The discovery of the Rosetta stone in the late 1700 (circa 1799) was of such import for a number of reasons. While there are different accounts of how the stone was discovered, the stone gave scholars a glimpse into rich Egyptian culture and heritage.
From the Rosetta stone, historians know that Egypt, during Ptolemy V’s reign, was a polyglot of cultures, as the stone was written in two languages and three writing systems—hieroglyphic (sacred text), demotic (native or ordinary, everyday Egyptian language) and Greek. Scholars were able to decipher the texts because they understood Greek and used Greek to translate the other two scripts.
Because scholars could use the Greek inscriptions to decipher the other languages, the discovery of the Rosetta stone led to scholars translating other Egyptian artifacts, which were erroneously translated.
Prior to the stone’s discovery, much of the information that scholars gathered regarding Ancient Egypt was erroneous for a few reasons:
Ultimately, the ability to translate this ancient text allowed scholars to use Greek to recreate the Egyptian alphabet by matching symbols with word meaning. First and foremost, the Rosetta stone is of particular significance for historians because it sheds light on the administrative reception of one of Egypt’s favored pharaohs (god-king)—Ptolemy V.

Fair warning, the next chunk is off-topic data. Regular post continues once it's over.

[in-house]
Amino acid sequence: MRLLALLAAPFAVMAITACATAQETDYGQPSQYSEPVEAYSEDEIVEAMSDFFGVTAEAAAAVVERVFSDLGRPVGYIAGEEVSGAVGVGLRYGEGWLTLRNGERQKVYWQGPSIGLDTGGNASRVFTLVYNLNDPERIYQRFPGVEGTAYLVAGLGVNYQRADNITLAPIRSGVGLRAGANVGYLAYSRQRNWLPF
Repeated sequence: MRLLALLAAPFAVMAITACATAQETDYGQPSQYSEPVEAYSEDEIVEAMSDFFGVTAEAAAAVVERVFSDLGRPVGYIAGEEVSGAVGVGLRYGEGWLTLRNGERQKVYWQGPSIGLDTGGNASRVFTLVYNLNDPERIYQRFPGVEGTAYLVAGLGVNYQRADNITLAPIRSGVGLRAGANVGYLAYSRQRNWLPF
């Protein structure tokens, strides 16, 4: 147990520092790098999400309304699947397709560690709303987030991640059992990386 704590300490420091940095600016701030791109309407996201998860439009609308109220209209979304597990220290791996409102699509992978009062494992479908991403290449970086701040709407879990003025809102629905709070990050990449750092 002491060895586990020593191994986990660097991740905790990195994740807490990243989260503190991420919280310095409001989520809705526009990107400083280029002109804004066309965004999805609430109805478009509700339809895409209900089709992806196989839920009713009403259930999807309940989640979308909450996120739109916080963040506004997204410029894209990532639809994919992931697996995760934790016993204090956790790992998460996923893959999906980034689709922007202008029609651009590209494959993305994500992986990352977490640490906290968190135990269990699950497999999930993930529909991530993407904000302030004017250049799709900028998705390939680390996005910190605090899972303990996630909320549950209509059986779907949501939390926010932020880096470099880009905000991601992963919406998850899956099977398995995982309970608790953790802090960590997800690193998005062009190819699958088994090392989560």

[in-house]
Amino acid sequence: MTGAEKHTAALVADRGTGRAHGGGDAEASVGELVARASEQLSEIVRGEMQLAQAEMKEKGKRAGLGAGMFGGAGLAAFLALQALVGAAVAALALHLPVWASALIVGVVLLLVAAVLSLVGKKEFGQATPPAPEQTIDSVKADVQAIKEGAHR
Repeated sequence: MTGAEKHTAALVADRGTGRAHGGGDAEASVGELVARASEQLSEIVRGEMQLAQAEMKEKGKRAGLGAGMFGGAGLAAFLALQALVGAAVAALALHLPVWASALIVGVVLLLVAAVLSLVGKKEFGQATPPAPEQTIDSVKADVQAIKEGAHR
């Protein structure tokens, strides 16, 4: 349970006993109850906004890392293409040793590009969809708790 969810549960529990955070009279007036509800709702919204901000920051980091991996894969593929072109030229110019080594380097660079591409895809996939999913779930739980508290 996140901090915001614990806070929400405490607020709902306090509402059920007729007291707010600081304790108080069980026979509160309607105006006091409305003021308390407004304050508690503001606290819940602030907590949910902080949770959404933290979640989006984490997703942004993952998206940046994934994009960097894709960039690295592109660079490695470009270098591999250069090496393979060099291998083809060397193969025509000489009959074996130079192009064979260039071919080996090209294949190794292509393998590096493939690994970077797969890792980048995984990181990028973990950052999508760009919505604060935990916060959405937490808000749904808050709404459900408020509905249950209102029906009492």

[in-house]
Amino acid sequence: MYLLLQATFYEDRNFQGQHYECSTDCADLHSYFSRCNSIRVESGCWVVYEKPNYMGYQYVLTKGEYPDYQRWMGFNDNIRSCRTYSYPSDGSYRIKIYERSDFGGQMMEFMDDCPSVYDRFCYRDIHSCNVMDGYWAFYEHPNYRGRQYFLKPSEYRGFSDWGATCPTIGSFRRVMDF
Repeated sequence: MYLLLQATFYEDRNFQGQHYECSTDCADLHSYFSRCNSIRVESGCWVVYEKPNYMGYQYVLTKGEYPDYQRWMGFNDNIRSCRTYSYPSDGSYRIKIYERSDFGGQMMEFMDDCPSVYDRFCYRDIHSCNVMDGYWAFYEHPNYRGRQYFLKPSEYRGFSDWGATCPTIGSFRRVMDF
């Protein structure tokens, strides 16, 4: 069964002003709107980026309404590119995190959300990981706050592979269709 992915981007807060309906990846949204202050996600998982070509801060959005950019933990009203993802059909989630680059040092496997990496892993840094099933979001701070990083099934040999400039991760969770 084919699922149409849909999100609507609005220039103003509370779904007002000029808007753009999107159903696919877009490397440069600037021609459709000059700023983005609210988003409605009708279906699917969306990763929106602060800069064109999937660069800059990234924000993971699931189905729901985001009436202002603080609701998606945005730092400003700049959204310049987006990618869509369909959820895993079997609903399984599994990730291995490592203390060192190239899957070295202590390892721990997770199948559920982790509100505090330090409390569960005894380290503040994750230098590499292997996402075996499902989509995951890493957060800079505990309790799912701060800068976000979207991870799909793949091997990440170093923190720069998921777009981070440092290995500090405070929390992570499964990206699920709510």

The part of the Rosetta stone that exists is only a portion of the entire message. Astonishingly, in its own time, this key find was a mere functional piece that probably would have been used for other projects, as it was not a work of art or it was not a part of a larger monument.
The stone is made of granodiorite stela dating back to about 196 BC. The gray and pink inscription on the stone contains three scripts with instructions on how to praise the ruler, Ptolemy V.
Ptolemy was praised for making Egypt prosperous, building and restoring existing temples, releasing former enemies of the state, and reducing, and in some cases, eliminating taxes.
Furthermore, his exploits as a military leader helped him crush enemies and established him as a competent ruler.
He accomplished A LOT!
And for his heroic efforts, Ptolemy V was….
This statement established respect for Ptolemy V and his government. Because democratic or republican ideals were not a part of Egyptian rule, respect for rulers was established in the same way as previously—through their perceived strength. One way a ruler’s might and authority were determined was by the statues built in his/her honor.
More importantly, this stone established pharaoh as a just, wise ruler, and because it was written by priests, this relic conveyed to the public the allegiance priests gave to pharaoh.
The Rosetta stone in its own way functioned as intended and unintended press for the Egyptian hierarchy.
The intended press impressed upon priests and other leaders the import of this leader. The unintended press, however, impressed on average Egyptian citizens and residents an aura of majesty and authority.
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